Finally, I set the remaining important parameters and instantiate my entityManager with the following snippet.  The entityManager manages all the instances of my POJOs (objects) representing the (relational) data in my database table, and is responsible for giving us the ability to run queries.  Note that below, I'm running this as a JUnit test, thus the use of before() rather than main().

import javax.persistence.EntityManager;
import javax.persistence.EntityManagerFactory;
import javax.persistence.Persistence;
import javax.persistence.Query;

public class StepDefinitions {
    public EntityManager entityManager;

    public void before() {
        Map<String, Object> configOverrides = new HashMap<>();
        EntityManagerFactory emfactory = Persistence.createEntityManagerFactory(
        entityManager = emfactory.createEntityManager();
        Query query = entityManager.createNativeQuery(
              "SELECT * FROM the_table_name_in_the_DB;",
        MyPojo firstRow = (MyPojo) query.getSingleResult();

With System.getProperty(string), I can add the -D arguments (such as -Ddb.user=user) to build the application with the desired parameters on the command line, saving me from saving them in plaintext and/or checking them in anywhere.

You should also look at the documentation for entityManager to find out all the ways you can construct queries.  The one above takes a standard SQL string as an argument, but you can find ones that will work with JPQL.  The find(Class<T> entityClass, Object primaryKey) call is the simplest of them all, allowing you to find an object just by providing its primary key and your POJO class.

Battles I Fought

The persistence.xml file belongs in a specific place.  Since I am not running this application as a WAR (Web application) at all, and in fact this is simply a project that runs JUnit tests on existing servers, I learned it needs to go in src/test/resources/META-INF/persistence.xml .

The first time I tried to run my JPA code, it complained about

PersistenceException: No resource files named META-INF/services/javax.persistence.spi.PersistenceProvider were found. Please make sure that the persistence provider jar file is in your classpath.

Ultimately, I realized that while I had included the Persistence APIs themselves (javax.persistence.*), I omitted the actual persistence provider.  I resolved this by doing some quick research to pick between Hibernate, EclipseLink, and OpenJPA (though I would have used Spring’s one if I were making a Spring project).  Ultimately I added EclipseLink to my POM file.  It turns out I also needed to add the <provider> tag to my persistence.xml file with the name of the PersistenceProvider class: org.eclipse.persistence.jpa.PersistenceProvider  This one pertains to EclipseLink in particular.  Whichever JPA service you use, the provider class should always be named PersistenceProvider.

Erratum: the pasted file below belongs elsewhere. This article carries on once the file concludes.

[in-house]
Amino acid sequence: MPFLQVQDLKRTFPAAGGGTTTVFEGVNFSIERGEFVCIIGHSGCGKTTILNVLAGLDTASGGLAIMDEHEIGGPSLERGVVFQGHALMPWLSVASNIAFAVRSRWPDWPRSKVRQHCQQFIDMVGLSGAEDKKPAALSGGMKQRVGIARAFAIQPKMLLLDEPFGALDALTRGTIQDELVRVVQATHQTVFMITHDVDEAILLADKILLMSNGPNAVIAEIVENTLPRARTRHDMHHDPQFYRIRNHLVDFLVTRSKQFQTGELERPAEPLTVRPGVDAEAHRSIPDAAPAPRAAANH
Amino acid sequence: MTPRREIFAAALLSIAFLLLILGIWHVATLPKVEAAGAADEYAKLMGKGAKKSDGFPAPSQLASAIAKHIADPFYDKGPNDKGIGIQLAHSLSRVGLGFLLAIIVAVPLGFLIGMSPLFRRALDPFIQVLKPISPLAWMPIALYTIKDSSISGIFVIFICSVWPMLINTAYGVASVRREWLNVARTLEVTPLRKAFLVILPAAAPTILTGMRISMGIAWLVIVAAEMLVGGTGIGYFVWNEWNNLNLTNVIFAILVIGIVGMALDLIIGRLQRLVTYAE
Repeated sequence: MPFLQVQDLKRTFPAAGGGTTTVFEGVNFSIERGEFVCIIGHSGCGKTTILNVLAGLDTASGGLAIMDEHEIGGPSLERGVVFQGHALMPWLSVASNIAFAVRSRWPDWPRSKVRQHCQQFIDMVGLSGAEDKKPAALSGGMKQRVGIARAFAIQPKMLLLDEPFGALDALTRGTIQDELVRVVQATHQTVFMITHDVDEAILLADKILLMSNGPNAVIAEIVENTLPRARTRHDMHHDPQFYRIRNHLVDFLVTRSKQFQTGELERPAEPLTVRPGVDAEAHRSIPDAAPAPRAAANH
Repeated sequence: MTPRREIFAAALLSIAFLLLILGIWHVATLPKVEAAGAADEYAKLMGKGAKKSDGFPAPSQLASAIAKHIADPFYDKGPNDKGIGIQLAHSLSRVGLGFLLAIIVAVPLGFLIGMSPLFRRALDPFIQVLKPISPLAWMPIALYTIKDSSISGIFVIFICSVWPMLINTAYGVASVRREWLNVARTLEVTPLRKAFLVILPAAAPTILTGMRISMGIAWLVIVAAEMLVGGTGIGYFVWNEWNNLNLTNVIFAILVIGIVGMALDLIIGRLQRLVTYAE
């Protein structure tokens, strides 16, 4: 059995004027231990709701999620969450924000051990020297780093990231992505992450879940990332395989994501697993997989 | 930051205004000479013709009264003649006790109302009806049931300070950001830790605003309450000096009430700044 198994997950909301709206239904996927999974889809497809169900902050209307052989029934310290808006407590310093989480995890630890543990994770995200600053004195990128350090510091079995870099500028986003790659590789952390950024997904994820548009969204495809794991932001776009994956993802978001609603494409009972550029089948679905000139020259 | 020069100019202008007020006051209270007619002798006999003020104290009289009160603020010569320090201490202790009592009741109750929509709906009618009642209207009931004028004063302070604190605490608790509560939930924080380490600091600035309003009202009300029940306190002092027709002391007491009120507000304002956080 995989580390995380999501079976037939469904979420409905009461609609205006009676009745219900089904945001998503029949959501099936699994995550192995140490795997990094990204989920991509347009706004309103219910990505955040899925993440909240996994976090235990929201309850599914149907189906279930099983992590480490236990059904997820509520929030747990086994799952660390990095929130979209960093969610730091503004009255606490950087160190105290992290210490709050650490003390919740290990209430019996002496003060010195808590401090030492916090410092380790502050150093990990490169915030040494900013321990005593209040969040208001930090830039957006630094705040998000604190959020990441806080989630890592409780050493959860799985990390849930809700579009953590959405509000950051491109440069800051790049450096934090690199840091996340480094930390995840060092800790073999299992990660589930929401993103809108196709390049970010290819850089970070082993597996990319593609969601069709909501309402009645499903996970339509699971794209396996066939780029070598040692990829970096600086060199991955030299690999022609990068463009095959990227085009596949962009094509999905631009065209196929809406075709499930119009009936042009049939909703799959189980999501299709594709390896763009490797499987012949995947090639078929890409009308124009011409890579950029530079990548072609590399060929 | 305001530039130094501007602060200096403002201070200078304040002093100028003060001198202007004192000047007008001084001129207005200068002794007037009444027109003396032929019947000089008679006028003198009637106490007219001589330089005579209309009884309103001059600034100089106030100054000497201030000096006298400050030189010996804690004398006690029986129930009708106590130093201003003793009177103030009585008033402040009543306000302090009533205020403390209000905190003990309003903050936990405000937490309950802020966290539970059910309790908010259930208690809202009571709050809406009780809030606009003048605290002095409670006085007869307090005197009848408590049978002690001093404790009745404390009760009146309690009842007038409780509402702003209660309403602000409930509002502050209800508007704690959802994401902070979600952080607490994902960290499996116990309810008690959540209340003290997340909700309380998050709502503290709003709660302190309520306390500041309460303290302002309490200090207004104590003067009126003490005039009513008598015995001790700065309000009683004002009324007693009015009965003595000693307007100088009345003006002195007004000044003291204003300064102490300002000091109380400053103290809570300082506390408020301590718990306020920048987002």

In IntelliJ, I also had to make liberal use of the “Reimport All Maven Projects” button.  It exists on the far right, folded up in the “Maven Projects” panel.  Unfold this panel, and then see the button that resembles a Refresh button.

Once I had this in place, Java gave me the following error:

javax.persistence.PersistenceException: No Persistence provider for EntityManager named testJPA:  The following providers:
Returned null to createEntityManagerFactory.

Since I was developing in IntelliJ with Maven, it would be surprising to me if the usual suggestions of fixing your CLASSPATH would actually help my problem.  In fact, by digging down, it was suggested that the root tag in persistence.xml (<persistence> itself) needed some attributes set.  To fix the error, I used this (as noted above):

<persistence xmlns="" version="2.1">

Now, I received a similar error upon adding these attributes in persistence.xml, but noticed I was making progress when closely scrutinizing the error message.  I saw that my class “does not specify a temporal type”, which “must be specified for persistent fields or properties of type java.util.Date and java.util.Calendar”.  Most tables will have timestamps of some sort in them as one or more fields, so for this, you will want to use the @Temporal annotation on any of your Date or Calendar objects in your POJO.  (Just be mindful to consider such things as daylight saving time when utilizing objects that do not specify a time zone.)

My next problem:

java.sql.SQLException: Zero date value prohibited

There are a couple ways to fix the problem where you have a timestamp consisting of all zeros.  Assuming you don’t have the ability (or care) to modify the data to NULL the all-zero timestamps inside the table itself, just add this to the end of your JDBC string:


After solving this problem, I ran across one more issue:

Exception Description: Entity class has no primary key specified. It should define either an @Id, @EmbeddedId or an @IdClass. If you have defined PK using any of these annotations then make sure that you do not have mixed access-type (both fields and properties annotated) in your entity class hierarchy.

In my case, the database table I inherited had no primary key.  It is not my concern to go in there and define a primary key at this time, so I was hoping to get away without defining it in the POJO.  If your database table does not have a primary key defined, it’s OK.  JPA does not care if you specify a primary key in your POJO that isn’t truly a primary key in your table, so just pick an instance variable representing a column that always has a unique value in it and add the @Id annotation to it.


After this was all said and done, I realized I would need more than just what one single table would give me in order to run my tests.  Data will have to come from joined tables, and that will be explored another day…


Override Configurations Loaded from XML (i.e. DON’T STORE PASSWORDS IN PLAINTEXT) -